It’s too late for me, but maybe not for you. I’d already bought the new creamy quartzite stone slabs for my kitchen counters and installers were scheduled for next week, when I saw the article “Do You Really Want a New Kitchen Counter?” in a recent issue of The Atlantic.
Yes, I do, obviously! But I read the article with one eye twitching. The story suggested that many of us are victims of home-renovation brainwashing. What if what I want is not really what I want, but what marketers and media have convinced me I want?
I went looking for the Advil. Then I called one of the researchers cited, Bucknell University marketing professor Annetta Grant, who studies consumer behavior and specifically what makes homeowners do what they do to their homes. She became interested in the question more than 20 years ago. She had been backpacking through Central and South America where, she noticed, families lived in homes that were handed down. Homes stayed in the family; they were not assets to liquidate.
“Homes there take on a very different meaning,” she said. “They’re heavily personalized pieces of family heritage.”
Then she moved to Calgary, Alberta, in the mid-2000s during the big oil boom. “People were using the money to remodel,” she said. “I saw people ripping out kitchens that were 5 to 10 years old to put in new ones.”
The contrast inspired her to study what drives people to pull out fully functional home amenities and replace them with something newer.
Meanwhile, she said, “I was noticing the strong influence of TV home shows and home magazines increasingly featuring what a home ‘should be.’”
Knowing that she was going to make me question everything I have ever done, I dove in anyway. Here’s the gist of our conversation:
Q. How did you go about studying this?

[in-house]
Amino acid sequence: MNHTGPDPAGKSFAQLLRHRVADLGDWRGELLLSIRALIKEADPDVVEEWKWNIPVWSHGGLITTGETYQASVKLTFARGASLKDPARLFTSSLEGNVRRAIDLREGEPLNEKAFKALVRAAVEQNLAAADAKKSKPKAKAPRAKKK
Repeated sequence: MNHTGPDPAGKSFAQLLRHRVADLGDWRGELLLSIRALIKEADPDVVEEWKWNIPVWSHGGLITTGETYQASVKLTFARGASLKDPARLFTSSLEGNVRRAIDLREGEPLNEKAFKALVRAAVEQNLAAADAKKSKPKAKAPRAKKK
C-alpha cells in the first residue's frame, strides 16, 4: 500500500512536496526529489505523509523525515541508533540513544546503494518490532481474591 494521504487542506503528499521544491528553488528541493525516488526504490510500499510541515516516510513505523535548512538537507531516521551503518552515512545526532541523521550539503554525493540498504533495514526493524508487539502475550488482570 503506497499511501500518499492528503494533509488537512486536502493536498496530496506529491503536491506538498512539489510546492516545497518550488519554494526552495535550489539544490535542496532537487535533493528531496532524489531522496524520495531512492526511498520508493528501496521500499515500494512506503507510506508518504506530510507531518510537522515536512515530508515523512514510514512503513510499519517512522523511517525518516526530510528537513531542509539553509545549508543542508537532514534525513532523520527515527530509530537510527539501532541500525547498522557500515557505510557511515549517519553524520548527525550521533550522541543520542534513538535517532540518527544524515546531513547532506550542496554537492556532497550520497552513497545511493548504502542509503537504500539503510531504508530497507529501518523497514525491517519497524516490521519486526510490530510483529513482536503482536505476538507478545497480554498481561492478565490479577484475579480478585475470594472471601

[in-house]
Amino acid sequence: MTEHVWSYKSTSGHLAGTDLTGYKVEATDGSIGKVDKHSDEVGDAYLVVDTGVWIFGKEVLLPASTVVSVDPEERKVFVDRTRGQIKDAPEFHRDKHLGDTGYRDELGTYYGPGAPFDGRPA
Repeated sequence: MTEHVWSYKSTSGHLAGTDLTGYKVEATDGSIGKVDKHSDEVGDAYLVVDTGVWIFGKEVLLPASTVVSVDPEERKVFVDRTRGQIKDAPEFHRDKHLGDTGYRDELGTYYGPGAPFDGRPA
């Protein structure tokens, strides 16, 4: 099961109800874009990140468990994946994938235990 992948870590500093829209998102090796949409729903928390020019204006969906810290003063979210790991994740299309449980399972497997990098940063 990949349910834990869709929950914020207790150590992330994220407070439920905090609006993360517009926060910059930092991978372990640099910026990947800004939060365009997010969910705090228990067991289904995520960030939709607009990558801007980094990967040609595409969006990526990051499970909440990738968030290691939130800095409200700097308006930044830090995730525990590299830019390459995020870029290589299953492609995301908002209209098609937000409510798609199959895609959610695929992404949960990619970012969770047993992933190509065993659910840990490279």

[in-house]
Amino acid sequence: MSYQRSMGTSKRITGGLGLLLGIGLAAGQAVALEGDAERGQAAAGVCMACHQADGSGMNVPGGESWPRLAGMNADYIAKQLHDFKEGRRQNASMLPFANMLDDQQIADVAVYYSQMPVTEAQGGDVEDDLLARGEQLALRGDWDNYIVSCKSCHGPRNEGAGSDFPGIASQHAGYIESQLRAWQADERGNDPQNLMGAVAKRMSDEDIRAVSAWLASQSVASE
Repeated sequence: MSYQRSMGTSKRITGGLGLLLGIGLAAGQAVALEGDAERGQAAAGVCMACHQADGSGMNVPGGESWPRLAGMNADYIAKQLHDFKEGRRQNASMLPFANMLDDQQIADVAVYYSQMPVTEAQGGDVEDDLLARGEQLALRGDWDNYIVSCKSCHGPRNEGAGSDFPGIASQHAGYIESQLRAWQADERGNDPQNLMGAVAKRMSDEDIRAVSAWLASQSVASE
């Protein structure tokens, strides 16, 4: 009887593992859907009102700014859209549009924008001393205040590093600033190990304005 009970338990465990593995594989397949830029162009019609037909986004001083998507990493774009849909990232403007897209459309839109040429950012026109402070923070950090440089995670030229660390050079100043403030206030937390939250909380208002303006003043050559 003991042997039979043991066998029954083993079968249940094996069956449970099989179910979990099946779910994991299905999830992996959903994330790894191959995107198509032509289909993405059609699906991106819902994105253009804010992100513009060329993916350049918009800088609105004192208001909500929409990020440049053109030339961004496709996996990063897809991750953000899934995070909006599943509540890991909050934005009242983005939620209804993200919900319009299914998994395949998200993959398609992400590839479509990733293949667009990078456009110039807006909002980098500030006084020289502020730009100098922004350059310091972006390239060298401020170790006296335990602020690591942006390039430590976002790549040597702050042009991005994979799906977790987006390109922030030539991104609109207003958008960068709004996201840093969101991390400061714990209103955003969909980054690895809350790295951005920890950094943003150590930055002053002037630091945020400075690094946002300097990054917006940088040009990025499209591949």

A. My research team and I conducted in-depth interviews with 17 homeowners over a series of years. We talked to them pre-renovation, during renovation and years after. I was with them when they talked to their contractors, made decisions and had disagreements. A topic that often surfaced was what changes would be good for market value, even if they didn’t plan to sell anytime soon. We also watched a lot of HGTV, read home magazines and looked at home improvement posts on social media, such as Pinterest and Instagram.
Q. What role did you find media played?
A. The script for many of these TV shows is the same. A show host takes potential buyers through houses, and points out all the problems. You hear both parties make comments like, “What were they thinking when they put in that backsplash?”
It’s one thing when the TV show host is critical, but when the buyers, regular people, become critical, that sends the message, “If I don’t get it right at home, that would be such an embarrassment that I shouldn’t even have people over.”
Q. How has our concept of home changed?
A. Post war homes reflected the taste and personality of their homeowners. You saw that on display in yellow, pink and green appliances and tile. Home was a place you bought and lived in your whole life.
Today, people believe in an ideal based on images they see of how their homes are supposed to look. It’s causing people to look around and not be happy with their homes. As homeowners try to align their homes with market standards, we commonly see gray walls and floors, white countertops, open concept kitchens, spa-like bathrooms, and institutional appliances. People have turned their homes into less a place of personalization and more into an asset whose success depends on how well it meets the ideal of what others want ― not what the owner wants.
Q. What’s so bad about wanting to meet market standards?
A. Our need for a sense of home is primitive, and involves having a place that reflects who we are. The more we align with how media say our home should look, the greater our unease and the feeling that our homes are not quite right.
Q. What do you hope consumers learn?
A. I want them to be aware of how media are creating expectations and to reflect on why they want to make certain changes in their homes. Is it what they want and like, or what the media or market wants them to want? Don’t live in a house you’ve designed for somebody else.
P.S. I still want new counters.
Marni Jameson is the author of six home and lifestyle books. Reach her at www.marnijameson.com.